The contemporary works of American writers such as Whitman, Longfellow, and Dickinson is very different with the works that were produced by American writers during the 19th and 29th centuries. This is a representation of the Pilgrimage of the typical modern-day American writer. Poetry has moved from European derivatives to uniquely American poetry. This essay looks into the similarities and differences in language as well as tone of the modern-day poets with those of earlier American writers.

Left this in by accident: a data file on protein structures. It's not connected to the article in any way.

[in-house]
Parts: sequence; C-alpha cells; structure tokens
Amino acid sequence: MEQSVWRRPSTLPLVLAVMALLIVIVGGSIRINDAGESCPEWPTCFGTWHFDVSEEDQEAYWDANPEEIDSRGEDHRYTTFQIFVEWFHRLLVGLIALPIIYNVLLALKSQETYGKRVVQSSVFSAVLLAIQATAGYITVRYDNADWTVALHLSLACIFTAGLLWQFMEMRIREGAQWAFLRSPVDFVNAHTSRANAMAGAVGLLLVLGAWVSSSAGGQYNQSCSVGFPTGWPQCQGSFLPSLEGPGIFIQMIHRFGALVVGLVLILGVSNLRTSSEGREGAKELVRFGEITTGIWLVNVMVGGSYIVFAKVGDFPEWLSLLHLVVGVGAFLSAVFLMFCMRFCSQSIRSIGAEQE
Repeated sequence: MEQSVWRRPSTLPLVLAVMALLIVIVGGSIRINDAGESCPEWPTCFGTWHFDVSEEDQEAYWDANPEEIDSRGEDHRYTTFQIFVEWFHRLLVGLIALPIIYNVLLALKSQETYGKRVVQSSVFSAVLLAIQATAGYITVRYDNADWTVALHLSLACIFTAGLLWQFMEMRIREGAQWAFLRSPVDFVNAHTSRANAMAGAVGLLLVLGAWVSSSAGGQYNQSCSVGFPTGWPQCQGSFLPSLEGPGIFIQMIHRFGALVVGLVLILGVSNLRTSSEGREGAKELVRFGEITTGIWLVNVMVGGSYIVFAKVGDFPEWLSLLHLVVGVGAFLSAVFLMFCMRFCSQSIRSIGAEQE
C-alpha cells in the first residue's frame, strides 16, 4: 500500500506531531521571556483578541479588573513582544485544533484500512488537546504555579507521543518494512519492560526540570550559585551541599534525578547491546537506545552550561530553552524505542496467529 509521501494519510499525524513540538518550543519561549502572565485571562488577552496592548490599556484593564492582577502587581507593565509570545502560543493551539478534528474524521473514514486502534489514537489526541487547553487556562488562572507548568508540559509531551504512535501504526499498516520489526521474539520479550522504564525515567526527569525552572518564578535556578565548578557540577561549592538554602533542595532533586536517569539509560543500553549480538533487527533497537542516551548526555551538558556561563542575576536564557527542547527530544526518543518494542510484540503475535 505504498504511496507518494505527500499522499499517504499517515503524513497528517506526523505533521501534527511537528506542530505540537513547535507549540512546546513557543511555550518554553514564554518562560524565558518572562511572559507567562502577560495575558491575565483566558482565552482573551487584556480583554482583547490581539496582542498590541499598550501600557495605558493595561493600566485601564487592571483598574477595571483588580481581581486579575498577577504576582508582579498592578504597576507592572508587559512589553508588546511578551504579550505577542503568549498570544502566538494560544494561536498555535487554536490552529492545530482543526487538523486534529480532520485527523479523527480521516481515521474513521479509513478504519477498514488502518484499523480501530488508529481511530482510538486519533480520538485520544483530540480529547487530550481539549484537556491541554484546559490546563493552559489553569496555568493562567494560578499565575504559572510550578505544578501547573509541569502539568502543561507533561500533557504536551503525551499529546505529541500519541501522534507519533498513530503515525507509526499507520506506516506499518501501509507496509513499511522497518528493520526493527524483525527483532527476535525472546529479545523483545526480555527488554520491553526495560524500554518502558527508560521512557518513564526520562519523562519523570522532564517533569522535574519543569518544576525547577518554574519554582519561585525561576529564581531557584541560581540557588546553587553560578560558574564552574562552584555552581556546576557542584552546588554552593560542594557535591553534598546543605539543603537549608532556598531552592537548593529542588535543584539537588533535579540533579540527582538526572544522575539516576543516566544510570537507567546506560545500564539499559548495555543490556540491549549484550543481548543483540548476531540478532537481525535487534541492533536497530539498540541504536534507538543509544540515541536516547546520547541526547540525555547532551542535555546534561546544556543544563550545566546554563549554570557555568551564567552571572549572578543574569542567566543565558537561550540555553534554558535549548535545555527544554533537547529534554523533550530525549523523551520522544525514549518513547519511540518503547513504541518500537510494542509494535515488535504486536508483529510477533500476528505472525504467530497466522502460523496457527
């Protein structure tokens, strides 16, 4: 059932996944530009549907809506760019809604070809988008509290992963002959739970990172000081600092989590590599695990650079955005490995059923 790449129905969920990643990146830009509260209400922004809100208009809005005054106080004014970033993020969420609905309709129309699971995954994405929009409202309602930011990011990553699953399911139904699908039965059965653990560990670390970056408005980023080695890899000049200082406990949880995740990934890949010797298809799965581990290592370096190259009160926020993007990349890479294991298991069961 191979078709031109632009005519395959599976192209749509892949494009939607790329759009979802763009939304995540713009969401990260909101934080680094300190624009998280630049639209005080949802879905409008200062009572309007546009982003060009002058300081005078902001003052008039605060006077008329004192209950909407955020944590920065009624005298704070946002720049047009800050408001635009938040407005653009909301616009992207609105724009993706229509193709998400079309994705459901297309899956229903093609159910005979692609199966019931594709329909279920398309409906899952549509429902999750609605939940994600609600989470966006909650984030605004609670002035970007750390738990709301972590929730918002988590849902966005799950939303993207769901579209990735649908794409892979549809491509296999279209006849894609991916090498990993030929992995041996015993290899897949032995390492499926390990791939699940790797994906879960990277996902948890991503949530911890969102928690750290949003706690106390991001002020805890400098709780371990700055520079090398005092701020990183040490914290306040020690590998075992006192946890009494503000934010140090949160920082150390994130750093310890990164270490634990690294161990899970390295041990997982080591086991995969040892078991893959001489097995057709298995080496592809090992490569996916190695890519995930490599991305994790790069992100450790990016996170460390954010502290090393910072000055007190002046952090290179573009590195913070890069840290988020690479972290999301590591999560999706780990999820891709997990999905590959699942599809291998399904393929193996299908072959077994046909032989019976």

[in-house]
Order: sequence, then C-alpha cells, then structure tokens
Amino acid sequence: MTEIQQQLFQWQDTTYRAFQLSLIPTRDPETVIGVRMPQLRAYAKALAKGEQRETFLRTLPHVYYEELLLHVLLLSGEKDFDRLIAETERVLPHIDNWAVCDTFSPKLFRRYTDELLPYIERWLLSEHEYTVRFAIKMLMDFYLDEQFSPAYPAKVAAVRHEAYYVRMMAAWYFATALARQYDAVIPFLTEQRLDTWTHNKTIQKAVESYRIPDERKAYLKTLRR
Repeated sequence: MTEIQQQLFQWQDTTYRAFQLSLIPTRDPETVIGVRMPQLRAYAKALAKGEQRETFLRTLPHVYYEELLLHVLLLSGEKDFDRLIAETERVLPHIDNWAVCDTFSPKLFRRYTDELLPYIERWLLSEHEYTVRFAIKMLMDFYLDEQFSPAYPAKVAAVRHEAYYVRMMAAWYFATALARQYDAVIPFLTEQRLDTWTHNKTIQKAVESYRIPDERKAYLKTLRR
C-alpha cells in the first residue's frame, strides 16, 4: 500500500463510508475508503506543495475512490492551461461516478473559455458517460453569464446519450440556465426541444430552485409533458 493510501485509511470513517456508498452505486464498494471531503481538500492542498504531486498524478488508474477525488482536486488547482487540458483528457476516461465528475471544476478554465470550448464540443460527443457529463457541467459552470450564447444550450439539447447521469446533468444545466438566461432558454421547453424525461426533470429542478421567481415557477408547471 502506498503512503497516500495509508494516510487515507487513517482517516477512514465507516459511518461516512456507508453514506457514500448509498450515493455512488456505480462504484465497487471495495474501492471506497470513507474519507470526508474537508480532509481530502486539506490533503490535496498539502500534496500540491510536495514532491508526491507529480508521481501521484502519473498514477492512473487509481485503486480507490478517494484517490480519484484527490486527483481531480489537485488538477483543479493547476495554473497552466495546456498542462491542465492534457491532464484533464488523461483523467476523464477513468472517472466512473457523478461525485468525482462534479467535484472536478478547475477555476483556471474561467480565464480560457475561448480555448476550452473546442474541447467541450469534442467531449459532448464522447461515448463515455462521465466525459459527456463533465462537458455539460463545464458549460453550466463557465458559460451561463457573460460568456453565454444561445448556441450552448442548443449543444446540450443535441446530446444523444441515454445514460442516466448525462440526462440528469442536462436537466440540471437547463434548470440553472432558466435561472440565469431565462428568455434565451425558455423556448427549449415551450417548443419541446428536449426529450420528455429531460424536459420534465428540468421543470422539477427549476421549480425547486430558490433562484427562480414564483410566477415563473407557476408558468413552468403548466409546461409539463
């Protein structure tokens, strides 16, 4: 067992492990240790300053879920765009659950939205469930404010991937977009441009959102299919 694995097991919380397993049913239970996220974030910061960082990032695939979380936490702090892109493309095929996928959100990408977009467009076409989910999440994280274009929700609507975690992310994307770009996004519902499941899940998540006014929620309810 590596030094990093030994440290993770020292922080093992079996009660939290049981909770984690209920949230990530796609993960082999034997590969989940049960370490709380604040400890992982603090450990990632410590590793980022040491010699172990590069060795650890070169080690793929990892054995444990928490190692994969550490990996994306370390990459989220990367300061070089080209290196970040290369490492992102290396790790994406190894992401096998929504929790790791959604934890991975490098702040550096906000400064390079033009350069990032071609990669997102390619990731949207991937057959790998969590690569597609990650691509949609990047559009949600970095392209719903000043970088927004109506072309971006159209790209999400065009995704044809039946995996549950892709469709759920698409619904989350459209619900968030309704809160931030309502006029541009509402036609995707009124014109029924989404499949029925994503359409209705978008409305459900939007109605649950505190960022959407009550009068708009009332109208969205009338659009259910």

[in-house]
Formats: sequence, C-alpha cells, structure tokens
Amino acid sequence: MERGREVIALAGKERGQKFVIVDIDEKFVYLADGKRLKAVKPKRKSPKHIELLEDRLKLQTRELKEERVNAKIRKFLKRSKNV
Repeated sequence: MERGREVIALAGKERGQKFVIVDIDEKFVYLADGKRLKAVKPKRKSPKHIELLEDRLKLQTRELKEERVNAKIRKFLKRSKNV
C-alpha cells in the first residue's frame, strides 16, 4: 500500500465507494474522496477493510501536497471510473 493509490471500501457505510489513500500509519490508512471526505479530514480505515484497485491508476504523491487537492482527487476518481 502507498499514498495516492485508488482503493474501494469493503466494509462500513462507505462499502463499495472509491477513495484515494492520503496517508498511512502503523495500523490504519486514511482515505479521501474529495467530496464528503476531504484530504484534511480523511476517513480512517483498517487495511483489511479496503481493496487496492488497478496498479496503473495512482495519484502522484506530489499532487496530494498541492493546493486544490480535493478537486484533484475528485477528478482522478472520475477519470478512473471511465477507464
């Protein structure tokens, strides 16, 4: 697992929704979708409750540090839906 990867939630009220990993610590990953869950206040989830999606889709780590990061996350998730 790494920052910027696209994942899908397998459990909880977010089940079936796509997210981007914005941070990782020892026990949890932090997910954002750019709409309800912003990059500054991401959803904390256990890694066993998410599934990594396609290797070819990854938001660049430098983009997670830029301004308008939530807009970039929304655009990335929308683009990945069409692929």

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In conclusion, whereas earlier American literary works were best described by particular stylistic conventions or a number of popular schools of thought, the present-day American literature can be best described by the traditions it broke instead of the tradition it established. Motivated by rapid changes within the fabric of the American life, earlier writings produced literature fraught that had tension, battling with profound universal questions without presenting clear solutions.
In Hall, D. (2002). Contemporary American poetry. Harmondsworth, Eng.: Penguin Books.